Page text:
Monday, March 28, 2016

Cord-Cutting: The Shift from TV-Cable Packages to Internet Streaming


When it comes to entertainment, I will admit I would rather watch movies or shows via Netflix or HBO Go rather than wasting more time watching parts of an edited movie and commercials on cable.  My entertainment preferences as a consumer, along with others in America, have shifted from expensive cable packages to more flexible and accessible online streaming.  For those who pay a cable bill to Comcast or Verizon, for example, there is a reason why we are stuck with 100 or even 300 channels that we don’t even watch.  “If cable subscribers were allowed to choose their stations one by one, or even in smaller groups, the telecom industry would lose $70 billion of revenue, or 50% what they make every year.” (http://www.techinvestingdaily.com/report/the-top-3-stocks-to-play-the-death-of-cable/1313)

Business structures such as Hulu and Netflix offer a-la-carte model for their customers which have many perks but their transparency addresses the customer’s needs to conserve their money or get more services for less.  In addition to the quality of customer service, these savings for the folks who haven’t cut their cable cord become more and more attractive.  Recognizing these entrants have disturbed the entertainment industry, the cable companies are now fighting back to at least catch up with their competitors.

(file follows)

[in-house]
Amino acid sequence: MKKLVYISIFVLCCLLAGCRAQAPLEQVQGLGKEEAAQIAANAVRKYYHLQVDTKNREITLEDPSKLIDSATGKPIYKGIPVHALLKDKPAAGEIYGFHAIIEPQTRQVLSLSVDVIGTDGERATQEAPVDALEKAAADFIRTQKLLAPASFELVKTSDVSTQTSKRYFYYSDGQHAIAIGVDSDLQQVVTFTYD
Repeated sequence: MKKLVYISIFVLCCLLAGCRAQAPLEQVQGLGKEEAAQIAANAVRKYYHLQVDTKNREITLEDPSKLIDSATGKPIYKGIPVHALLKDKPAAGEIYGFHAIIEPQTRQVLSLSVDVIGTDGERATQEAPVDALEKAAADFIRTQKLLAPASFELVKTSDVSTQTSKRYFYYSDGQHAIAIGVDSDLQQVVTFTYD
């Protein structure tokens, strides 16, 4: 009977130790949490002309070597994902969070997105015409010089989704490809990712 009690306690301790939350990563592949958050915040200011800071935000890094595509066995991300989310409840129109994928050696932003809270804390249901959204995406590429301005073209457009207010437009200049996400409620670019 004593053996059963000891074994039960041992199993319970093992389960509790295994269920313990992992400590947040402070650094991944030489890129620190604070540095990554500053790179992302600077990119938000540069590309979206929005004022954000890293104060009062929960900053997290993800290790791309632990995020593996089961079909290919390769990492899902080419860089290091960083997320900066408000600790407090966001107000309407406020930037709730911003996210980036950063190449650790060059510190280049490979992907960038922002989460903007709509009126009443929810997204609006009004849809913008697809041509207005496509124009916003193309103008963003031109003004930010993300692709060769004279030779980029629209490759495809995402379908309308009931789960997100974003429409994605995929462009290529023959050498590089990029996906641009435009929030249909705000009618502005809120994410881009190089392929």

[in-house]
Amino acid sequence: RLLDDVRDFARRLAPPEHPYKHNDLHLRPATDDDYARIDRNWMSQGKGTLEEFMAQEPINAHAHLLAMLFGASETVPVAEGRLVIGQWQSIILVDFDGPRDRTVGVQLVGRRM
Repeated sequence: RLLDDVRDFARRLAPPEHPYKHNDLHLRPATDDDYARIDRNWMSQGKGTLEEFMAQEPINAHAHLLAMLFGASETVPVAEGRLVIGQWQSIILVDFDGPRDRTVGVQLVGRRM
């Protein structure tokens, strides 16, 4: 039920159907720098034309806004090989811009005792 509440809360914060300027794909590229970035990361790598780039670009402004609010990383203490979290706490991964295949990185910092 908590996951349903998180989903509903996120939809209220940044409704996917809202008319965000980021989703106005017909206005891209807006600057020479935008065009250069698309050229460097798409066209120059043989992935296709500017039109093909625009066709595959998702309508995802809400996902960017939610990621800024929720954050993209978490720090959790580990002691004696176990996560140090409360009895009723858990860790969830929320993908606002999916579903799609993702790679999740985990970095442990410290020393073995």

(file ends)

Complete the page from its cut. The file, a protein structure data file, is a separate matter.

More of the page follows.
Cable companies like Verizon Fios (part of Verizon Communications) are rebuilding their ground-based infrastructure; according to U.S. News, a $100 billion industry, and content more into an a la carte model which is not an easy task after being known as a TV-cable package supplier for the past ten years. As the industry becomes more diversified and full of different types of products for consumers to purchase, the barriers of entry seem to be slightly lowered for other competitors within the internet service industry as well.  Wasn’t expecting that, were you?

Take note of Google.  Not only does Project Loon, Skybox imaging, and Titan Aerospace have serious potential to increase more internet accessibility, but Google has a higher possibility to dominate over the ground internet service providers via the atmosphere.    

It’s pretty obvious there is a shift going in online streaming, internet accessibility, and high-performance data centers to support these increasing demands.  But who is to say these are the cream of the crop in the internet and entertainment industry?  It is only a matter of time to see who will come on top.

More information about Netflix (I recommend watching their quarter earnings interview under "Investor Events"): http://ir.netflix.com/index.cfm
SpaceX (potential competitor of Google): http://www.spacex.com/


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